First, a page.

But this great expansive picture becomes stunted in the movie’s second half. The film begins to look inwardly, meaning we get too close a look at Andrew Garfield’s face, his conscience and tortured soul in a string of unimaginative claustrophobic sequences that go on for too long and often feel dead. And so the limitless possibilities of the first half are reduced to theological abstractions (platonic God vs. nature), debates on what does or doesn’t grow in Japan and the Christian take on suffering. The problem isn’t just that what is said isn’t very interesting, but that it robs the film of revelations that should and could have happened organically. The movie becomes so lucid about its ideas that it kills them. There’s little mystery left to the film when it approaches the tortured final sequences with Liam Neeson’s character and God finally decides to speak (He should’ve stayed silent; there’s too much voiceover as it is.) What the movie gains in conceptual clarity, it loses in stature. The Japanese Ugetsu didn’t just expose the link between nature and spirituality: it went further by showing that the world of the senses is haunted. The idea that the Jesuits in Silence find God by denying Him—that is, by renouncing the martyrdom at the core of Christianity—is extraordinarily powerful and suggestive, but it has only a conceptual effect. The revelation is lacking in spirit.
Even with these flaws, Silence is in another league from virtually anything that came out last year, and in a different universe than the La La Lands of this world. It’s masterful in a number of ways. (Adam Driver does fascinating work as one of the Jesuits; Issei Ogata is great once more. And Rodrigo Prieto outdoes himself as a cinematographer.) Its fervor and ambition are exciting and genuine, and these are qualities that have been nearing extinction for a while now. As for Scorsese, this is his most epic work to date. Only Taxi Driver stands taller overall.
Baby Doll: Excuse me, Mr. Vacarro, but I wouldn’t dream of eatin’ a nut that a man had cracked in his mouth.
Silva Vacarro: You’ve got many refinements.
Baby Doll: Thank you.
Elia Kazan’s hilarious erotic farce about two men (played by Karl Malden and Eli Wallach) squabbling over cotton in Mississippi. Baby Doll (Carroll Baker), Malden’s virginal 19-year-old wife, is at the center of their fight. She hasn’t agreed to consummate the marriage, so she sleeps by herself in her crib. Wallach’s vengeance involves bringing her under his manly spell. The comedy in Tennessee Williams’ screenplay is that Baby Doll is only dubiously innocent. Baby Doll is no good at long division, but she’s great at fighting off the heat with Coca-Cola and sucking her thumb. She giggles for the entire duration of the movie, stuck in a state of perpetual flirtatiousness: the sexually charged pent-up atmosphere feels like Kazan’s version of hell. But this hell, shot in all its sunny glory by Boris Kaufman, is very inviting. The scenes between Baker and Wallach are among the funniest I’ve seen—they play like some perverse deflowering. (Their courting climaxes with a game of hide and seek.) For the two men, Baby Doll is just a test of their virility, but she’s playing a game of her own. They provide her with entertainment. Carroll Baker is amazing in the title role: radiant, wicked and unaware of the camera. This movie has a quintessentially American sense of irony: the very earth seems to be laughing at the characters, down to the extras who mercilessly (and openly) mock Malden from beginning to end. It’s a riot.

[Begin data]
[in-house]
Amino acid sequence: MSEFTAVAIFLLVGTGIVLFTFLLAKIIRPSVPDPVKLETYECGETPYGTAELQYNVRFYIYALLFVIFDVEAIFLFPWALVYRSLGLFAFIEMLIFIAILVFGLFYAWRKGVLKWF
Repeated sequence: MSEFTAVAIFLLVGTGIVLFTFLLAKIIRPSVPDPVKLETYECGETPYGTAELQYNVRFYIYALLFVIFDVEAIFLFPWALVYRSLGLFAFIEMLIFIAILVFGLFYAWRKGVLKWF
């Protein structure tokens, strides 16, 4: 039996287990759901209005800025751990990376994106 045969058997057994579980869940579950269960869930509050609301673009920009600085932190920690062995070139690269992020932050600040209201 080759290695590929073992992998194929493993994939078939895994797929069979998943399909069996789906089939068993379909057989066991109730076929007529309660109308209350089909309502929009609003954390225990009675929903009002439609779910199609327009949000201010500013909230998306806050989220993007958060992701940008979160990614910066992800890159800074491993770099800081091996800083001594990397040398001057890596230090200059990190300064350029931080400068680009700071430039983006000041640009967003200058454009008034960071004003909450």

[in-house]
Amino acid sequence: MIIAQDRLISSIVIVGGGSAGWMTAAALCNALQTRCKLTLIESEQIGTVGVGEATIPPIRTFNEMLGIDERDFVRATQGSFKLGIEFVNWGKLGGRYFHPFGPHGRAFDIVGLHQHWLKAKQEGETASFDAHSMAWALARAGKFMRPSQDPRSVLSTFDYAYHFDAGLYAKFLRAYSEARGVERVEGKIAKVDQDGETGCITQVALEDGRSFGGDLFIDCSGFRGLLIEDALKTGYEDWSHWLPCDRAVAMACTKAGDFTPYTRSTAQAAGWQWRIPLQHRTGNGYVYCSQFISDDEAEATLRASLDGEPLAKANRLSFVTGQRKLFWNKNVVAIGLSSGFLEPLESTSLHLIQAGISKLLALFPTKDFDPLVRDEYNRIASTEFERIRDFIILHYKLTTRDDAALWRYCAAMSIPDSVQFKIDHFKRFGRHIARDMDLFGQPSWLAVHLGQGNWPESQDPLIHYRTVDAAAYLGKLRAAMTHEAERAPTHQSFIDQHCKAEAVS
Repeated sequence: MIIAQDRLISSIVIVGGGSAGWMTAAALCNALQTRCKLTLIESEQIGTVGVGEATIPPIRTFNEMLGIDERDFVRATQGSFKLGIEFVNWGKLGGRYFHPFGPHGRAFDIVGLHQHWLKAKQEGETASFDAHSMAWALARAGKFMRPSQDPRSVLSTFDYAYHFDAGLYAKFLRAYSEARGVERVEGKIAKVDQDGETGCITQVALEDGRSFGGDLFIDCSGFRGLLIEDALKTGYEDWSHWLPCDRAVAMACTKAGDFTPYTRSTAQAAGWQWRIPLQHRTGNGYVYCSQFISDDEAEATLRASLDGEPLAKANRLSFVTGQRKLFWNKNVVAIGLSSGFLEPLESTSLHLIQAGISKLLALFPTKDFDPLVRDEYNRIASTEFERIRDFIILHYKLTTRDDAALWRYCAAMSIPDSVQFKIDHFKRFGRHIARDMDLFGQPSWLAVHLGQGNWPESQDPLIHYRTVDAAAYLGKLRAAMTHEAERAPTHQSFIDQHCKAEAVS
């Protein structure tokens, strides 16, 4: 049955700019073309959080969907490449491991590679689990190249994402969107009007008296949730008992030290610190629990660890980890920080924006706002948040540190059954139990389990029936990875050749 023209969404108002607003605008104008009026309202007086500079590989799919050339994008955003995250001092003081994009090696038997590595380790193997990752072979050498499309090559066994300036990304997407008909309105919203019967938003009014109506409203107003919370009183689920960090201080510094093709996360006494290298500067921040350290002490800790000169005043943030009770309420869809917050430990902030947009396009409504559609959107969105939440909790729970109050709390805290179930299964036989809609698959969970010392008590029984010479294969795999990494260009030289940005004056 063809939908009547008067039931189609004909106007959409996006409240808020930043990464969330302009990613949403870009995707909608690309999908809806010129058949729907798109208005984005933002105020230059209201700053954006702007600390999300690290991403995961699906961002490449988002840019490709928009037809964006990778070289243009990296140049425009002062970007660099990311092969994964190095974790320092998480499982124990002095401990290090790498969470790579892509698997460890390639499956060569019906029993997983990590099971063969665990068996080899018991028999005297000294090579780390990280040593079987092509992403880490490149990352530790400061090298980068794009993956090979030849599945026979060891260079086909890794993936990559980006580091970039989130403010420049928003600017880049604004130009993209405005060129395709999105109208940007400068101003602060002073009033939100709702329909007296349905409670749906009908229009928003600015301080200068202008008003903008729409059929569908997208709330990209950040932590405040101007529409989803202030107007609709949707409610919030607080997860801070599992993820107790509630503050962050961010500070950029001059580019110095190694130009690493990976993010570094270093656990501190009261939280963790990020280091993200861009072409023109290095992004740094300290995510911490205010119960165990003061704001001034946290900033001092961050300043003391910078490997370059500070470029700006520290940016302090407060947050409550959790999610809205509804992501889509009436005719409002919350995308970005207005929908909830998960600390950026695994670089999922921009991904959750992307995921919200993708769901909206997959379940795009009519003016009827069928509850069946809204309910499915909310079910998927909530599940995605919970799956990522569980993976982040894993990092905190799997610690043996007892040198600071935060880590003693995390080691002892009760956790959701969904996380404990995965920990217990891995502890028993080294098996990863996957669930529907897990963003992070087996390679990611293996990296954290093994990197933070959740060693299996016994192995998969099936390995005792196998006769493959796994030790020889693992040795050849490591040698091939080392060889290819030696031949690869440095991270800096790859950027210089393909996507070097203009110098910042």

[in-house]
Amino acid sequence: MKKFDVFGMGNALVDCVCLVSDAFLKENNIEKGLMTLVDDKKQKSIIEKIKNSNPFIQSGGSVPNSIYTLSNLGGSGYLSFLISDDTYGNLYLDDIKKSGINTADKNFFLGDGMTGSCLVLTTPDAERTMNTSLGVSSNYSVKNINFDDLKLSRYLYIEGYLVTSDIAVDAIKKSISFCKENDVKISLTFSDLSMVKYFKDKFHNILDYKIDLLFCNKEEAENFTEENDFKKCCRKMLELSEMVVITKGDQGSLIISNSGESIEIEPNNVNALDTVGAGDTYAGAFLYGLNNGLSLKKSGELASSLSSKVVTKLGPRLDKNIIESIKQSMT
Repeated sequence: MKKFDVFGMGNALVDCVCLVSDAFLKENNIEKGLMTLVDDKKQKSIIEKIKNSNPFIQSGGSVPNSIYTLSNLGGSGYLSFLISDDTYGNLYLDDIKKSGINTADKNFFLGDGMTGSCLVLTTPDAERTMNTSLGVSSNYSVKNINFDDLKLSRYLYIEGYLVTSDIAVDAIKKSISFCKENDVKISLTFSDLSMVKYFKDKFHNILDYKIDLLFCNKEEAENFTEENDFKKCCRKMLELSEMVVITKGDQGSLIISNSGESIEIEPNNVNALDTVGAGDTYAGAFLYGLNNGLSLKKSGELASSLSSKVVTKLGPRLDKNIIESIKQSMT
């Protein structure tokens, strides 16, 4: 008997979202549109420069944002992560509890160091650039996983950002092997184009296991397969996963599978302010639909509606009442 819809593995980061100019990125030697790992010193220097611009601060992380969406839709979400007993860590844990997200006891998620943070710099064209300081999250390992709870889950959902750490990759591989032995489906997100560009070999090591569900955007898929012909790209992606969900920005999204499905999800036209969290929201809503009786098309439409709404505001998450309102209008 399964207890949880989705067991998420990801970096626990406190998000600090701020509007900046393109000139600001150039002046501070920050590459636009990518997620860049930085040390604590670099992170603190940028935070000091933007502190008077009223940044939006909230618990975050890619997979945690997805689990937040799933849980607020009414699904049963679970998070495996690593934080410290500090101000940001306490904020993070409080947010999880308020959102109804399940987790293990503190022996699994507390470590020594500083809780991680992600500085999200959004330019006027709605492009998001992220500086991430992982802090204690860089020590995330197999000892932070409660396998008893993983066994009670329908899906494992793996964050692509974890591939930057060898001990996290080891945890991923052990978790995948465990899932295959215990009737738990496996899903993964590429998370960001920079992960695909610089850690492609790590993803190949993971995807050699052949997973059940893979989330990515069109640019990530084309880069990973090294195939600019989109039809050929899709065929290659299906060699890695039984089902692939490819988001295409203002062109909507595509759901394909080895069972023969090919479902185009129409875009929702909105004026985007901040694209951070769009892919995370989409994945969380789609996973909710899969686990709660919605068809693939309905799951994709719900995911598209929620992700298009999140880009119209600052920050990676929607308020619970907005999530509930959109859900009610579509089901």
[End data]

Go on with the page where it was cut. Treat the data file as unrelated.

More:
Dir. Elia Kazan / 1956 / United States
A cerebral take on what extraterrestrial contact may look like. Director Denis Villeneuve chooses an intimate approach, leaving the usual mayhem and human stupidity that characterizes end-of-the-world scenarios in the background. Amy Adams is our eyes and ears into it all, and she’s rarely been better—her performance has no preconceptions. She plays a linguist recruited to translate the aliens in their magnificent egg-shaped monoliths. Jeremy Renner plays the language-wary mathematician. These aliens (“heptapods”) are the cinematic antithesis of the Xenomorph: they bring about linguistic rapture and a god’s understanding of (non-sequential) Time. They are an idealist’s aliens. The movie is so clever that you almost overlook its essentially religious narrative. It sets up what seems like an insurmountable spiritual crisis and goes from bleakness to hope to ecstasy, culminating in a kind of reverse cosmic resurrection, but it’s constructed in a way that feels new, and there’s blissfully very little of the “love is the universal tissue that hides behind every proton” nonsense of other recent science fiction. This one is stimulating all the way through, and each close encounter is surprising on its own.